I'm happy with this game, and I think I will be happier still with a larger field and a better instinct for how the mechanics work.  The game played quickly and had a "Civil War" feel to it, despite the generic nature of the rule set.  Black Powder command rules are a lot of fun.  They made this solo game interesting for me, as I could never predict the outcome of any action, even knowing what the enemy general was thinking.  I found the Black Powder rules very simple in action.  Even as a newb, I only had to look things up twice.  I think that these rules would play well with the students in the club I advise.

The Battle of Sample Hollow: A Black Powder Playtest

I have read through the Black Powder rules thoroughly, and I can definitely affirm that they are the most readable set of wargame rules I have encountered in a long time.  There is a wide range of wargamers, from the hardcore simulators to the chess players to the doofus hobbyists.  I happily place myself in the latter category.  I'm a professional historian.  I wargame to have fun with my passion.  Black Powder hits my sweet spot.  Priestly and Johnson actually have the nerve to have a sense of humor about their gaming.  How refreshing!

Anyhow, before I delved too deeply into my Union and Confederate armies (each side has 11 infantry regiments, 2 cavalry regiments, and four artillery batteries painted), I thought I would give the rules a test drive on a small (2' x 4') board with a small solo game.  I got my new roads from Foxhole Terrain down, my scratchbuilt fields, trees, hills, and fences.  One thing is clear: if I'm gonna game the ACW, I'm gonna need a heckofa lot more trees.  My forest looks thin, and I'm using a board that is just 1/3 the size of my usual one.

At the south end of the board, a small Union brigade of three brigades and two guns protect a crossroads.  For this game, fences will provide cover, but hedges will not.  That means that the unit holding the Union right is hanging out there.  

Opposing them is a four-regiment Confederate brigade, three units emerging from the treeline and a fourth in reserve.  A single gun section lumbers up the road.

Here is a view from the south end of the battlefield.

And a better look at the Union position.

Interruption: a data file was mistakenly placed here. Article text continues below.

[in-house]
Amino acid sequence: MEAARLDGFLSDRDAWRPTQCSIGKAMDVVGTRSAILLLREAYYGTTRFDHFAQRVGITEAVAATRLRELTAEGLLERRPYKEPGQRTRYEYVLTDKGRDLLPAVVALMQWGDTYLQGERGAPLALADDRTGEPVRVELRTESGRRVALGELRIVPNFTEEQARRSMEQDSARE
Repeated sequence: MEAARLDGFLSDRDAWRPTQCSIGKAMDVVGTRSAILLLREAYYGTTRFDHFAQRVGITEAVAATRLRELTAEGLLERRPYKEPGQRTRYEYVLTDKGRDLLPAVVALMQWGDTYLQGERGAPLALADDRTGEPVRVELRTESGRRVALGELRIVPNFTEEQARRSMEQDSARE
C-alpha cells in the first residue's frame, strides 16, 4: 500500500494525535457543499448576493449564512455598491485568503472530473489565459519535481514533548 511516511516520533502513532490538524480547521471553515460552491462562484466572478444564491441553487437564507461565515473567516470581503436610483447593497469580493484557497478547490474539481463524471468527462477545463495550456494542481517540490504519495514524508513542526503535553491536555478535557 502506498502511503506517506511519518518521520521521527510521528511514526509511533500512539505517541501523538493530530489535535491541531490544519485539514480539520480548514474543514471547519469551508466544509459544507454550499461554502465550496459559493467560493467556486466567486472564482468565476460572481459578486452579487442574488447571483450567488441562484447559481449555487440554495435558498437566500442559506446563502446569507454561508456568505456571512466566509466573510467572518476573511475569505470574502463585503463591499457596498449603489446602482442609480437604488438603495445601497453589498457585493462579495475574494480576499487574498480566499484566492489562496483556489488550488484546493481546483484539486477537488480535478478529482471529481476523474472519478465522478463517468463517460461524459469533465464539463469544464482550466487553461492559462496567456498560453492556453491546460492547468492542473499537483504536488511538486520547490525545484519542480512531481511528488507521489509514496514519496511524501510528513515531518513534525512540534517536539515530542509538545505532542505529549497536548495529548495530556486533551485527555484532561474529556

The Confederates begin their attack!  More to come after I play this scenario out.

Monday, April 16, 2012

The Weekend Warriors

I did this small brigade of 10mm Union soldiers in one weekend. To celebrate my second victory this year in the TMP poll drawing, I purchased some ACW 10mm figures from Minifigs. The figures look good, scaling well with my Pendraken boys and very easy to prepare and paint. I primed them Friday night, did the base colors Saturday morning and the details Saturday evening. Then, on Sunday, I based them and, after waiting for the glue to dry, textured the bases. Then, Monday morning before work, I painted and flocked the bases. Before I left for work, I hit them with the matte finish. Ta da! Over 80 figures ready for the tabletop in just under three days. Total work time, about six hours.

For poops and giggles, I termed this the Hollywood brigade. Included are the 54th MA, the 20th ME, and the 2nd RI (the regiment of Elisha Hunt Rhodes, the spokeman Union soldier in Ken Burns' series). And for good measure, I added a few companies of Berdan's sharpshooters.

I love 10mm. They look good, and they paint up so darn fast.

ps That's a section of road from Foxhole Terrain that I test painted. I think it looks pretty good and the 1" wide road bed matches the width of my bases perfectly.

Friday, April 13, 2012

Cool Book in the GA Archives

When I took over as the Archivist at Germantown Academy, I inherited a large collection of rare books, most from the late eighteenth and early twentieth centuries, which had been donated to the school. One of the oldest books in the collection is a leatherbound first edition of Kettell's History of the Great Rebellion. Most sources I consulted say the text was published in 1866. The title page of our book says 1865 (see below). Either way, we're looking at one of the first efforts to tell the story of the Civil War, from an admittedly biased Union perspective. At 757 pages long, it is very thorough, offering detailed accounts of minor engagements (I found three pages on the fairly minor Battle of Olustee). Many sources are reproduced, including the declaration of secession of each state in the Confederacy.